How the Turkish city of Antalya is gearing up to welcome Muslim travellers
- 14 March 2019
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Turkey’s stunning and beautiful Turquoise Coast is truly a sight to behold. For those of you who have never been or are raring for a return visit, here’s some good news: many hoteliers in Antalya are preparing to roll out the welcome mat for their Muslim visitors.
Several hotels in the Turkish coastal city are being converted to attract Muslim travellers by including halal food in their menus and ensuring that the premises are alcohol-free. Meanwhile, a number of purpose-built resorts are coming up as well.
In fact, the makeover is evident already, thanks to an increasing number of Muslim tourists visiting the region. Hotels now provide prayer rooms, and prayer timings are announced over public address systems. There are segregated women-only swimming pools and beach areas, and spas and gyms have different timings for men and women. The organised entertainment is also “family friendly”.
Fashion blogger Basma Kahie initially had her doubts spending a family holiday at the Turquoise Coast, but after visiting a halal-friendly resort in Antalya last year with her husband and daughter, she is now planning another one with friends. “It was amazing not to have to worry about things that might compromise my religious beliefs,” she told The Observer.
According to reports, Antalya has seen an all-time high in the number of tourists arriving at the city via travel agencies in the first two months of the year.
"Absolutely there is a boom in this sector; we see it and feel it every day,” said Ufuk Seçgin of HalalBooking.com in an interview with The Guardian. “There is a growing Muslim middle class. The first generation [of immigrants to the UK] tended to work in low-skilled jobs, but in the second and third generations we see more doctors, lawyers, people working in finance and so on.”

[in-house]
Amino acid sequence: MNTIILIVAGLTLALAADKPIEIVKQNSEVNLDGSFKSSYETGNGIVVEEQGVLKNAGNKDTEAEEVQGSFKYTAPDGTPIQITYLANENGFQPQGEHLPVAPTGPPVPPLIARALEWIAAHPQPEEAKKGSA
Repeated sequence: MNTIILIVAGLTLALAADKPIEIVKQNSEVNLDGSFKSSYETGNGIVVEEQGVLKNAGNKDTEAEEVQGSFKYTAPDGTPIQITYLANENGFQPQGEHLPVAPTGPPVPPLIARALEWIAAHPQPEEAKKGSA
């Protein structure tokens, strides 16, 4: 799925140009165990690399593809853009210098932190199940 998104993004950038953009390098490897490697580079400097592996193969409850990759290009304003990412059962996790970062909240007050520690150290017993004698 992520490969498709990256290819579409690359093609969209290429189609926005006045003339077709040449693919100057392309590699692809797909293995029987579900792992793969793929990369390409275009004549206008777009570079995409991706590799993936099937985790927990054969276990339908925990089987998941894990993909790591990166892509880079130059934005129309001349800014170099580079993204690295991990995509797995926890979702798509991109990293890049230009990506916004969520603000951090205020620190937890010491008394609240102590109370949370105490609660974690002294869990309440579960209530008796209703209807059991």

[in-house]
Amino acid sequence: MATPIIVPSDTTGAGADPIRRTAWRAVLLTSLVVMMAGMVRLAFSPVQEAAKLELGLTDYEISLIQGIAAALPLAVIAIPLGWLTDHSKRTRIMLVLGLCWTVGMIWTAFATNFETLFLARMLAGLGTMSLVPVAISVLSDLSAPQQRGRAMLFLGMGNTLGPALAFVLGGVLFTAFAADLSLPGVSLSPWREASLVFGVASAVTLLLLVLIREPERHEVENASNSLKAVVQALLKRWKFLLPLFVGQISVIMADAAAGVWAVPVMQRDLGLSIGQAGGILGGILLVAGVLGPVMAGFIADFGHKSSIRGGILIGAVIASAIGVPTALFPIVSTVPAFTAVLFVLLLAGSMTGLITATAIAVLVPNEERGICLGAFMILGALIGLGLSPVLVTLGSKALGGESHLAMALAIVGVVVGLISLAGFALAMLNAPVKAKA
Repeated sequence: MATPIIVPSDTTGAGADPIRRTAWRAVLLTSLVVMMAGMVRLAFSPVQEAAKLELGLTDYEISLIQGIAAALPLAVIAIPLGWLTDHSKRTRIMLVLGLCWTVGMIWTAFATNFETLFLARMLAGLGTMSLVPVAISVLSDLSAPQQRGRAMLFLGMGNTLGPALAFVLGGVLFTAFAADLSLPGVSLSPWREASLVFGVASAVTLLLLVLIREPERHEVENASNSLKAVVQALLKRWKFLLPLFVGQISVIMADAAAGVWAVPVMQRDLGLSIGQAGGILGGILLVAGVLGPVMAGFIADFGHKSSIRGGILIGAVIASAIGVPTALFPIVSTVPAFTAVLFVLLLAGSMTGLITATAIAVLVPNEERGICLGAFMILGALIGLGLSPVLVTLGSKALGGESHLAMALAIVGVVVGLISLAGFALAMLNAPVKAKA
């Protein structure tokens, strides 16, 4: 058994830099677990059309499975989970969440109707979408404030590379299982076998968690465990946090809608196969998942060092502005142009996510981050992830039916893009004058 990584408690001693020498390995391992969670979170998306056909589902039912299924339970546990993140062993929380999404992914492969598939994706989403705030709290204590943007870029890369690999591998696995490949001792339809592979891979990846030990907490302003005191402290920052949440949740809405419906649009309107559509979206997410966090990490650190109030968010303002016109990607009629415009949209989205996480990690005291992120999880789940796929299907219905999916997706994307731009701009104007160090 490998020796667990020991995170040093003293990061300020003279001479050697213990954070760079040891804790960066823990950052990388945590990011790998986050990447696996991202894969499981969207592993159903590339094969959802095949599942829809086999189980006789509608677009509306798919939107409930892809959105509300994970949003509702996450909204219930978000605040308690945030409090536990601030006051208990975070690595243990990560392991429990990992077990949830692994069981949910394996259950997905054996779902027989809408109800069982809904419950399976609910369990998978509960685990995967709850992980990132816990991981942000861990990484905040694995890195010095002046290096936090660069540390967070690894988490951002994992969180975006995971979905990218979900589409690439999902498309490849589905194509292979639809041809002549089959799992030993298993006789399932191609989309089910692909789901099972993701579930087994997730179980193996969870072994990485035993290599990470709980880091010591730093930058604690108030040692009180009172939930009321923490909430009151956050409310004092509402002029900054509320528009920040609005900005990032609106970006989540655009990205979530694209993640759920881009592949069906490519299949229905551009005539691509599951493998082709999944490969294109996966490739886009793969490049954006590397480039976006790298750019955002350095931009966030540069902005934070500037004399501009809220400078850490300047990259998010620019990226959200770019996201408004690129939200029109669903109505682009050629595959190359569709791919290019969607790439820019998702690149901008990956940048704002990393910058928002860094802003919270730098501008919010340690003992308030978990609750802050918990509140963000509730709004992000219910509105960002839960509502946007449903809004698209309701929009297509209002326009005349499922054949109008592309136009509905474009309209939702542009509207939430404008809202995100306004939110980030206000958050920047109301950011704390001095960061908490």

He continued, “They want to take two or three holidays a year, not just an annual visit to their grandparents or relatives in their home country. They want to see the world—beach holidays, city breaks, and heritage sites—and they have money to spend.”
Antalya certainly seems to be shifting its focus away from Western tourists and towards those from the Gulf region. Turkish Airlines, for instance, is scheduling 41 direct flights to 13 countries from Antalya and plans to add more flights from Saudi Arabia, Lenbanon, and Azerbaijan.
“In the past, Antalya had a structure that attracted tourists from Western Europe in general. We think that high-income tourists from the Gulf countries and the Middle East can come to Antalya as well,” a senior official from Turkish Airlines said.
“There is a new generation of Muslims who are well-educated and professional with quite a lot of purchasing power. They see amazing destinations online, and they want to travel,” The Guardian quoted Soumaya Hamdi, who runs the online Halal Travel Guide as saying.
According to the figures announced by Recep Yavuz, General Manager at NBK Touristic and Chairman of the City Council Tourism Working Group the number of foreign visitors coming to the country’s holiday resorts, which is poised to welcome around 15 million tourists this year, via travel agencies and tour operators has increased by 41 per cent to 193,000 in January and February.
According to the Culture and Tourism Ministry, the city hosted 12.4 million foreign visitors in 2018, and the number of tourists arriving through Antalya Airport in the first two months of 2019 increased by 52 percent to 292,000.
(Edited by Seban Scaria firstname.lastname@example.org)
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